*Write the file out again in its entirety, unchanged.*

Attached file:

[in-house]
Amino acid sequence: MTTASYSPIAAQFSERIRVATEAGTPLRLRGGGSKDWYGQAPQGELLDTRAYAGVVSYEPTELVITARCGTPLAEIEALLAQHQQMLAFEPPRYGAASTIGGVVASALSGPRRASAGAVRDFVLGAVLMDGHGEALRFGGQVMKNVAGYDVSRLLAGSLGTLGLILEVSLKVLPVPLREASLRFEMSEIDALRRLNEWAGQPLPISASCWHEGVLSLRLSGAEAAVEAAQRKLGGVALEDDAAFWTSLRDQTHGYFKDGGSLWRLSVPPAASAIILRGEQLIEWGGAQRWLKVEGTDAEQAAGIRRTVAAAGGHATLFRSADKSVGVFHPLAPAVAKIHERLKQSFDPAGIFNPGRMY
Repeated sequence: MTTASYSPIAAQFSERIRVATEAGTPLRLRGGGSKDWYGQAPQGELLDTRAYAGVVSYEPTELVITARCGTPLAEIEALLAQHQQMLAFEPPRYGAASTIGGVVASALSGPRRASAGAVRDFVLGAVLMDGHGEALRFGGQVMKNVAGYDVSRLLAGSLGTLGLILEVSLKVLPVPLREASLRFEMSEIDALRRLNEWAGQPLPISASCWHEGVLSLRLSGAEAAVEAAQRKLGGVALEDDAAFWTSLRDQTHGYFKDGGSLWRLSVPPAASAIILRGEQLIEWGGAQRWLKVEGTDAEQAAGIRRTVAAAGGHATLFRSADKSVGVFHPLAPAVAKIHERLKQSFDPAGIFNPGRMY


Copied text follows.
[in-house]
Amino acid sequence: MTTASYSPIAAQFSERIRVATEAGTPLRLRGGGSKDWYGQAPQGELLDTRAYAGVVSYEPTELVITARCGTPLAEIEALLAQHQQMLAFEPPRYGAASTIGGVVASALSGPRRASAGAVRDFVLGAVLMDGHGEALRFGGQVMKNVAGYDVSRLLAGSLGTLGLILEVSLKVLPVPLREASLRFEMSEIDALRRLNEWAGQPLPISASCWHEGVLSLRLSGAEAAVEAAQRKLGGVALEDDAAFWTSLRDQTHGYFKDGGSLWRLSVPPAASAIILRGEQLIEWGGAQRWLKVEGTDAEQAAGIRRTVAAAGGHATLFRSADKSVGVFHPLAPAVAKIHERLKQSFDPAGIFNPGRMY
Repeated sequence: MTTASYSPIAAQFSERIRVATEAGTPLRLRGGGSKDWYGQAPQGELLDTRAYAGVVSYEPTELVITARCGTPLAEIEALLAQHQQMLAFEPPRYGAASTIGGVVASALSGPRRASAGAVRDFVLGAVLMDGHGEALRFGGQVMKNVAGYDVSRLLAGSLGTLGLILEVSLKVLPVPLREASLRFEMSEIDALRRLNEWAGQPLPISASCWHEGVLSLRLSGAEAAVEAAQRKLGGVALEDDAAFWTSLRDQTHGYFKDGGSLWRLSVPPAASAIILRGEQLIEWGGAQRWLKVEGTDAEQAAGIRRTVAAAGGHATLFRSADKSVGVFHPLAPAVAKIHERLKQSFDPAGIFNPGRMY